We’ve got a new book out, 101 Things You Need to Know to Make it as a Travel Writer, that answers 101 questions that we hear from travel writers all the time that are holding them back from achieving their Dream of Travel Writing. To celebrate the new book, we’ll be tackling a new sticky travel-writing situation each Monday here on The Six-Figure Travel Writer blog.

“How can I get more work done while traveling?”

If you’re used to sitting at your desk in your home office or opening your laptop in your favorite coffee shop, it can be hard to transition into working on the road. Especially when you’re on the go all the time and often have little control over your schedule and environment.

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Join Us This Week For Free Travel Writing Lessons on Finding a Market For Your Non-Fiction Book and Crafting the Proposal

In the two years since we began running regular one-hour travel writing classes, we’ve covered more than 80 topics, including:

  • how to land free trips
  • how to get paid really, really well for your writing
  • how to get on magazine editors’ good sides
  • how to navigate every step of the process to land travel content marketing work, including phone calls and proposals
  • how to keep your hourly rate down so your bank account goes up
  • how to get work done on the road
  • how to write, step-by-step, 15 different types of travel articles
  • how to land guidebook and other traditional publishing deals

You can grab access to all of our past webinars (and a ton of other resources you can’t find anywhere else) with a subscription to our Dream Buffet or grab them one-by-one when you need them in our On-Demand Webinar Library for a set with the video, audio, transcript, and slides.

But we also air a free replay of one of our travel writing classes each and every weekday.

Read More

“How do I write a pitch for a travel magazine article?”

We’ve got a new book out, 101 Things You Need to Know to Make it as a Travel Writer, that answers 101 questions that we hear from travel writers all the time that are holding them back from achieving their Dream of Travel Writing. To celebrate the new book, we’ll be tackling a new sticky travel-writing situation each Monday here on The Six-Figure Travel Writer blog.

“How do I write a pitch for a travel magazine article?”

All pitches should have three key sections, typically in the same order, to be successful:

  • the lead/lede or intro grabbing the editor’s attention and showing why your topic is interesting
  • the outline on how you’ll write the piece that fleshes out what it will be about and shows where it fits in the editor’s magazine or website and when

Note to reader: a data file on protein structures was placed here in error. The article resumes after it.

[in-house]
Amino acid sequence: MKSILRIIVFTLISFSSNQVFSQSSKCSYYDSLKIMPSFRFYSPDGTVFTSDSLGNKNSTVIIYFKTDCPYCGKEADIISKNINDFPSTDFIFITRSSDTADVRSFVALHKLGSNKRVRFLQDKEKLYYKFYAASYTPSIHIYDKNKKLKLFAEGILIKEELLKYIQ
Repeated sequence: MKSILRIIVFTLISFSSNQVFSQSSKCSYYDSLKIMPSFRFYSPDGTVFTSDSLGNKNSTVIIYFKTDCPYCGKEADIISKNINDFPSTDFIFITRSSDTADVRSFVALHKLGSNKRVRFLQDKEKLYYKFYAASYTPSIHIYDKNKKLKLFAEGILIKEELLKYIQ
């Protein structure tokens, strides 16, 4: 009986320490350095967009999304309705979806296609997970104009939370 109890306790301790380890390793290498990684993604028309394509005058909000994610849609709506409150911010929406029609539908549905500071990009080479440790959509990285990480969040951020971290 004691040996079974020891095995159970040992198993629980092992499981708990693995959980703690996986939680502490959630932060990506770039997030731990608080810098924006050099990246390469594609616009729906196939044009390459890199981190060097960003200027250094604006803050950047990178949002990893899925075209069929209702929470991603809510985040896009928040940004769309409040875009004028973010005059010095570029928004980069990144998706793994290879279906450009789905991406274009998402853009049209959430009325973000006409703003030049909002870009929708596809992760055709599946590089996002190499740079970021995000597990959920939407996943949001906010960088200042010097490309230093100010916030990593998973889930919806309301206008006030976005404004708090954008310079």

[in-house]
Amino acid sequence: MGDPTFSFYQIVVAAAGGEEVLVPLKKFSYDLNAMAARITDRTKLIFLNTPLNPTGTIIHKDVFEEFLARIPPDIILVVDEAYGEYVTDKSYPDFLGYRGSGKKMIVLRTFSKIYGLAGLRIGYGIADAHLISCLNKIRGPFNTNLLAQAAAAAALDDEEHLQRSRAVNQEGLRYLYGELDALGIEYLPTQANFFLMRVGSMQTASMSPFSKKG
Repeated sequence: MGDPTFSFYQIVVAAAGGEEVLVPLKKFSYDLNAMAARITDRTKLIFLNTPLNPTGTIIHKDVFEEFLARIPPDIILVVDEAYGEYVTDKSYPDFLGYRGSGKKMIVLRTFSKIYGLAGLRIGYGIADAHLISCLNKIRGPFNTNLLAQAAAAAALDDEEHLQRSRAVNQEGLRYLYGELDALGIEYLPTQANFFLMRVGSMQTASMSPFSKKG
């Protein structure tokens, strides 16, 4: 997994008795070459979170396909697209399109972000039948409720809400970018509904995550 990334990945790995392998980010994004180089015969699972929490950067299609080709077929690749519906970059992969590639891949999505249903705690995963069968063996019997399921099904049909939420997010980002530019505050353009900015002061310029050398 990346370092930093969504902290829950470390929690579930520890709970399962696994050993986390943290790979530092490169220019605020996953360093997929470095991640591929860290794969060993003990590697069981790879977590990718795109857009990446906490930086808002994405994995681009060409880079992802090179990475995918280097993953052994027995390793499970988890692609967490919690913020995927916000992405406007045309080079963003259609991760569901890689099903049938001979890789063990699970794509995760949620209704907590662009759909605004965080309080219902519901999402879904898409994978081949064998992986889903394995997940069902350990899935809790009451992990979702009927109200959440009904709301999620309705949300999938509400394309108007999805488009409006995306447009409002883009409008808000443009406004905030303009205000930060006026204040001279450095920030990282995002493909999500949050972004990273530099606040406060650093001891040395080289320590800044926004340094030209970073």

• the “I’m so great” (ISG) paragraph or why you should be the one to write the article

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“I’ve sent three pitches to a magazine and keep getting the response that their content calendar is full. Should I keep following up or give it a rest for a while?”

We’ve got a new book out, 101 Things You Need to Know to Make it as a Travel Writer, that answers 101 questions that we hear from travel writers all the time that are holding them back from achieving their Dream of Travel Writing. To celebrate the new book, we’ll be tackling a new sticky travel-writing situation each Monday here on The Six-Figure Travel Writer blog.

“I’ve sent three pitches to a magazine and keep getting the response that their content calendar is full. Should I keep following up or give it a rest for a while?”

This question refers to a followup formula we recommend writers follow two weeks after they send a pitch to an editor.

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“I really enjoyed your Idea-to-Pitch series, how can I adapt that for a magazine-first approach?”

We’ve got a new book out, 101 Things You Need to Know to Make it as a Travel Writer, that answers 101 questions that we hear from travel writers all the time that are holding them back from achieving their Dream of Travel Writing. To celebrate the new book, we’ll be tackling a new sticky travel-writing situation each Monday here on The Six-Figure Travel Writer blog.

I really enjoyed your Idea-to-Pitch series, how can I adapt that for a magazine-first approach?

I often talk about idea-first versus magazine-first pitching. Idea-first pitching is when you start from the subject matter rather than starting from the market. The idea can be for a trip or something you’ve seen around that you think would make a good magazine article. Sometimes it can be a trip that you have coming up that you haven’t gone on yet.